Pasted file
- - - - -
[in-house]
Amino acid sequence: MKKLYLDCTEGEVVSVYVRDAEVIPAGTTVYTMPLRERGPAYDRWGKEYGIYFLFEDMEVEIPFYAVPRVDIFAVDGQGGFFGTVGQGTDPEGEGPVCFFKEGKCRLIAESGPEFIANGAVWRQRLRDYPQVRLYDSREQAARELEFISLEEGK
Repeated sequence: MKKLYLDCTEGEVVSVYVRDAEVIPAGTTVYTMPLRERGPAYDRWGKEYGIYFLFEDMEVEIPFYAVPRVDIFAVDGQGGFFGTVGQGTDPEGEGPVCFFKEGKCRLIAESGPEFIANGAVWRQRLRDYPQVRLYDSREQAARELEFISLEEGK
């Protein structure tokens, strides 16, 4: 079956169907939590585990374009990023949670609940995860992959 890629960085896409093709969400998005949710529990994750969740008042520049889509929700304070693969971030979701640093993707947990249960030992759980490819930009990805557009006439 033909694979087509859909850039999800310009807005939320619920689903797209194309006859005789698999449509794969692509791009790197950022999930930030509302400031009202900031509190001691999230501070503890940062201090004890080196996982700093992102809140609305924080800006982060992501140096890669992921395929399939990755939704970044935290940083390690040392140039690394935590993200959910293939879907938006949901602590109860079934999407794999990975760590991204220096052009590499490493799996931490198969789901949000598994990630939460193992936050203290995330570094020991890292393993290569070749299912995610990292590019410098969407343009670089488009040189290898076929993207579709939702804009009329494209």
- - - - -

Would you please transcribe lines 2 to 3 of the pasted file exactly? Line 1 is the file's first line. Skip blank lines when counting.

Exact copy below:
Amino acid sequence: MKKLYLDCTEGEVVSVYVRDAEVIPAGTTVYTMPLRERGPAYDRWGKEYGIYFLFEDMEVEIPFYAVPRVDIFAVDGQGGFFGTVGQGTDPEGEGPVCFFKEGKCRLIAESGPEFIANGAVWRQRLRDYPQVRLYDSREQAARELEFISLEEGK
Repeated sequence: MKKLYLDCTEGEVVSVYVRDAEVIPAGTTVYTMPLRERGPAYDRWGKEYGIYFLFEDMEVEIPFYAVPRVDIFAVDGQGGFFGTVGQGTDPEGEGPVCFFKEGKCRLIAESGPEFIANGAVWRQRLRDYPQVRLYDSREQAARELEFISLEEGK